Ten Percent of ICO Funds Have Been Lost or Stolen, According to Ernst & Young
About a tenth of the funds raised via initial coin offering (ICO) have been lost or stolen, according to a new report published by big-five consulting firm Ernst & Young.
Hackers Strike ICO Funds
Nearly $400 million of the $3.7 billion ICO funds raised last year have been compromised by hackers, Ernst & Young said in a report it developed alongside Group iB. The startling find echoes broader concerns about cyber security in an industry that is highly vulnerable to attacks.
Phishing is the most common form of hacking targeting ICOs, with attackers looking to skim off the $300,000 generated every second via token raises.
Researchers weren’t shy in describing the myriad of problems facing the ICO industry, including “flawed token valuations, unclear regulations, heightened hacker attention and congested networks.”
Cyber breaches are nothing new for the cryptocurrency market. Major exchanges have lost millions in routine cyber attacks targeting user accounts.
The report also provided other interesting facts about the ICO market. More than 70% of the 110 projects surveyed in the study were launched on Ethereum. In terms of geography, the United States accounted for the largest share of ICO funding, with more than $1 billion flowing into American firms. China was second at $452 million and Russia third at $310 million (all figures are in U.S. dollars).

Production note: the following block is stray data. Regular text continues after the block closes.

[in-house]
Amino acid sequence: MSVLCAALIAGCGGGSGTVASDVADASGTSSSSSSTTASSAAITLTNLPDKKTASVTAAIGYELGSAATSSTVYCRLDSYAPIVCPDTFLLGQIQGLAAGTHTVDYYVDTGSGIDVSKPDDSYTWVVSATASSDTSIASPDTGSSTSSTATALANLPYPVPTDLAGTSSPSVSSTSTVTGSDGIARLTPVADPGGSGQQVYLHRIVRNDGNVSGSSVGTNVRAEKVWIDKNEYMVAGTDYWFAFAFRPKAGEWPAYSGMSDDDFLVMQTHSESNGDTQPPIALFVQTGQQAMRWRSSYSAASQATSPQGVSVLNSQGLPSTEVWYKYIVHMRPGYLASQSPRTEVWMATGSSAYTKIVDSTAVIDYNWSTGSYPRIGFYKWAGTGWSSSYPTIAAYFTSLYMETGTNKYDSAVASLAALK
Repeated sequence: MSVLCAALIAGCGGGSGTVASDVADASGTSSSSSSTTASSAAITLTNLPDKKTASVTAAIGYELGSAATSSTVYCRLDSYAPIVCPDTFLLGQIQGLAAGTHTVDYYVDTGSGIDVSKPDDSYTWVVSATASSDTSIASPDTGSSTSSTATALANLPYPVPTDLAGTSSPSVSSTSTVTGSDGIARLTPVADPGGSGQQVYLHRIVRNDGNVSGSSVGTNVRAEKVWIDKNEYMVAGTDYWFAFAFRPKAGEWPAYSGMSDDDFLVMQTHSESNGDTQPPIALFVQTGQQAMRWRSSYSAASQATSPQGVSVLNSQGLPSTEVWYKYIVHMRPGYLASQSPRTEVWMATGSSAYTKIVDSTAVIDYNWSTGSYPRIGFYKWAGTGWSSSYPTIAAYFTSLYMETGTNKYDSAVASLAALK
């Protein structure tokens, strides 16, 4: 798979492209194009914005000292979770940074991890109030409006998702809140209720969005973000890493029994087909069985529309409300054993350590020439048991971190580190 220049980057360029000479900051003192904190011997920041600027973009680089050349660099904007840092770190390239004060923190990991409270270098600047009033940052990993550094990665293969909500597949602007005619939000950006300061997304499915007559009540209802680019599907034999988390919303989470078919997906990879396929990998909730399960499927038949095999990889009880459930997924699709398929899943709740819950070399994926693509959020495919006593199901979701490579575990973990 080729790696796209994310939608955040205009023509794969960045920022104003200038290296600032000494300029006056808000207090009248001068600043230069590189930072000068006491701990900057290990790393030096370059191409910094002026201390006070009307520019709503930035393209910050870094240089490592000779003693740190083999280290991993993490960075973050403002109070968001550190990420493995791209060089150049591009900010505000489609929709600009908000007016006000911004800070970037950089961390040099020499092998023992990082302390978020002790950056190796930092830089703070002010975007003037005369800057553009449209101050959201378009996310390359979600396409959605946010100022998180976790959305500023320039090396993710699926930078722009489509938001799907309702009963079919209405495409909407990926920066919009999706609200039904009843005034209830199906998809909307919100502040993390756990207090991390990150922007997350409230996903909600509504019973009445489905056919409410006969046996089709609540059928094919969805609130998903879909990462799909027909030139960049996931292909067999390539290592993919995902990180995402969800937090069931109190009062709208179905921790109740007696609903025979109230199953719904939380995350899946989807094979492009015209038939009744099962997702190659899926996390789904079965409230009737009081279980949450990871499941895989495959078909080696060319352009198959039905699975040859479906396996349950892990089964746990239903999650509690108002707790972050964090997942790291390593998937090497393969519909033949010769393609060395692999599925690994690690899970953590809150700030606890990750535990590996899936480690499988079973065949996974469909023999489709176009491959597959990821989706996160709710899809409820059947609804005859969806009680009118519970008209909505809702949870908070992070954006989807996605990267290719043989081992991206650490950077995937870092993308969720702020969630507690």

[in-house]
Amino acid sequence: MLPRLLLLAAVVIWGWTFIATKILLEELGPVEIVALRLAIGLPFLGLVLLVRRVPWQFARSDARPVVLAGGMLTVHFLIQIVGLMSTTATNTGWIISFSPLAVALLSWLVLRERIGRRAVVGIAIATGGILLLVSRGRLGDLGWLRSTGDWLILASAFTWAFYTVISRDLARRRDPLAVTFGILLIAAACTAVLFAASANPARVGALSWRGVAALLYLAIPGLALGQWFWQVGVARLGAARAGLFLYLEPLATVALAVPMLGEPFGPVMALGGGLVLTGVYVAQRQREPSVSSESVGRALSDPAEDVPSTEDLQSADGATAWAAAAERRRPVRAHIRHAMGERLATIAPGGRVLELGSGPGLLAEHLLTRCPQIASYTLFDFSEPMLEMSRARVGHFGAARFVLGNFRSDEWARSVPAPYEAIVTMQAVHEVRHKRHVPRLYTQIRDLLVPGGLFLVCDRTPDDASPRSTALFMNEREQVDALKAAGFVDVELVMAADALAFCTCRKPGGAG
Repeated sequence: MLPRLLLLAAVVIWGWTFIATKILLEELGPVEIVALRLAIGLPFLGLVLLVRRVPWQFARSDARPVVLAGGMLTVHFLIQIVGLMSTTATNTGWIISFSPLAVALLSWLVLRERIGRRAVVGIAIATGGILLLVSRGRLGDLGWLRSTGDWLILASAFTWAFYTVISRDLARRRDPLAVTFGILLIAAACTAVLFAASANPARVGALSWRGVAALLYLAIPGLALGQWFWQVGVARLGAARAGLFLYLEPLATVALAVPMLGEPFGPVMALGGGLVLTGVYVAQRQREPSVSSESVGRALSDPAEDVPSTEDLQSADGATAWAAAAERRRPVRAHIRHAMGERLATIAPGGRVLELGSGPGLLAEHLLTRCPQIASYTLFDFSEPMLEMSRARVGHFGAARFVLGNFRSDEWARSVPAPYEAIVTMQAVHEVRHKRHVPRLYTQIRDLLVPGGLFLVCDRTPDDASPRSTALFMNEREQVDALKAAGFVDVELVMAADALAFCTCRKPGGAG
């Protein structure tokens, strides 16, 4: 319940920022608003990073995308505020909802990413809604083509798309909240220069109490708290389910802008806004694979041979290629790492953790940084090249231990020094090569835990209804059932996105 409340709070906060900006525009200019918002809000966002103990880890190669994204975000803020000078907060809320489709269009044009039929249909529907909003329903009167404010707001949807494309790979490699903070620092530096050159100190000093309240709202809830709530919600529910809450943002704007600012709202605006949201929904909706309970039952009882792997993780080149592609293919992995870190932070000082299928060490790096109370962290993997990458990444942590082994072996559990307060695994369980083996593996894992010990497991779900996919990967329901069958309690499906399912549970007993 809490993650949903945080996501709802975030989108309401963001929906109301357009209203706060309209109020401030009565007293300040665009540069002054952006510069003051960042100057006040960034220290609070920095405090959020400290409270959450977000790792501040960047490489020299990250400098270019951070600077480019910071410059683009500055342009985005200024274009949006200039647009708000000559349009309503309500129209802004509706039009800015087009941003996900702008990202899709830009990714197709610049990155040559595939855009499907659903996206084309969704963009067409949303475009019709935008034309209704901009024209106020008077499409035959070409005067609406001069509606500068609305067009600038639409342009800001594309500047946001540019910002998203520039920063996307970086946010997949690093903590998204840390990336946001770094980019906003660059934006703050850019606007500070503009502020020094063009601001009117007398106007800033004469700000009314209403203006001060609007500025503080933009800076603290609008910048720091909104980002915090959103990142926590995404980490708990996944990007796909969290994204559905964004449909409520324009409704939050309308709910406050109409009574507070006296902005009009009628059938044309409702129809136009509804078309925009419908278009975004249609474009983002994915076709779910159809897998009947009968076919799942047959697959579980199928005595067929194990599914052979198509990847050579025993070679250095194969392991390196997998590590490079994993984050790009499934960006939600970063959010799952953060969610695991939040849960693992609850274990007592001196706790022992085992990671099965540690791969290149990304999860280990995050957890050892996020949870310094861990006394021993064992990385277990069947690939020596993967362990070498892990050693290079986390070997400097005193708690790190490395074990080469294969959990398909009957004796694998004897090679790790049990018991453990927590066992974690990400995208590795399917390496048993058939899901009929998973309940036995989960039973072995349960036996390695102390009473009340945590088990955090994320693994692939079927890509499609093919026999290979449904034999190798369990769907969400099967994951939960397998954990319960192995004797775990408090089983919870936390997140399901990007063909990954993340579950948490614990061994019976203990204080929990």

ICO Market: State of Play
The growth and widespread adoption of ICOs has given startups lofty expectations about how much they stand to generate via public crowdsale. The explosion has also put regulators on high alert for projects they deem to be in violation of securities laws. To that effect, the U.S. Securities and Exchange Commission (SEC) has stepped up its efforts to monitor the market. This includes shutting down projects that violate securities regulations as well as issuing cease and desist orders to prevent companies from delivering tokens to investors.
That being said, ICOs still operate in a legal grey area, which has prompted several startups to expedite their listings. After all, the gold rush is still on, and many companies want to capitalize.
ICOData.io estimates that December was the most lucrative month for token raises, with nearly $1.7 billion in funding generated. (According to ICOData, more than $6 billion was generated via token sales last year, which is well above the $3.7 billion figure assumed in the Ernst & Young research.)
Despite the market’s rapid appreciation, the researchers said it was becoming harder and harder for projects to meet their goals. Whereas 90% of ICO projects reached their fundraising goals in June 2017, by November that number fell to 25%. With more ICOs to choose from, investors are scrutinizing much more carefully the projects they are willing to support.
Until the regulatory picture clears up, ICOs will continue to make their way to market. Nations such as China have pulled the plug entirely on token raises, and the environment of fear suggests more countries may be following suit.
Disclaimer: The author owns bitcoin, Ethereum and other cryptocurrencies. He holds investment positions in the coins, but does not engage in short-term or day-trading.
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